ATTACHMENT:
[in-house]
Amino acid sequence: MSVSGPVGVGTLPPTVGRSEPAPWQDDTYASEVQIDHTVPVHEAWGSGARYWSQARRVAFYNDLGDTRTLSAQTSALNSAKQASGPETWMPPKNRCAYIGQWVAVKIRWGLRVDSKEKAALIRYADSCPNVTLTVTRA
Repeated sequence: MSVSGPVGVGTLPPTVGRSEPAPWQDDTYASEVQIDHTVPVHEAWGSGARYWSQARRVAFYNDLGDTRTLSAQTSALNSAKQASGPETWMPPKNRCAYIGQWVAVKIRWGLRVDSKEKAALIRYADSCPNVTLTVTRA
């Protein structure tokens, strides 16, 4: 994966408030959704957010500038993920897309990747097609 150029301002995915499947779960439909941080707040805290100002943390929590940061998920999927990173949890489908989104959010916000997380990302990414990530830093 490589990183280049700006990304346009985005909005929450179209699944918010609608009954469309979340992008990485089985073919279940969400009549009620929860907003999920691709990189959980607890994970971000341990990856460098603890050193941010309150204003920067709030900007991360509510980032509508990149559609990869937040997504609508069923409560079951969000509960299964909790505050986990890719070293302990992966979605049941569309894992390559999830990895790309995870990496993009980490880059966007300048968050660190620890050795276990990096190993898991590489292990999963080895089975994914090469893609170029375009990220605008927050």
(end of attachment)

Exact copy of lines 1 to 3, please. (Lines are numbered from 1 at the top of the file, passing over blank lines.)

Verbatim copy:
[in-house]
Amino acid sequence: MSVSGPVGVGTLPPTVGRSEPAPWQDDTYASEVQIDHTVPVHEAWGSGARYWSQARRVAFYNDLGDTRTLSAQTSALNSAKQASGPETWMPPKNRCAYIGQWVAVKIRWGLRVDSKEKAALIRYADSCPNVTLTVTRA
Repeated sequence: MSVSGPVGVGTLPPTVGRSEPAPWQDDTYASEVQIDHTVPVHEAWGSGARYWSQARRVAFYNDLGDTRTLSAQTSALNSAKQASGPETWMPPKNRCAYIGQWVAVKIRWGLRVDSKEKAALIRYADSCPNVTLTVTRA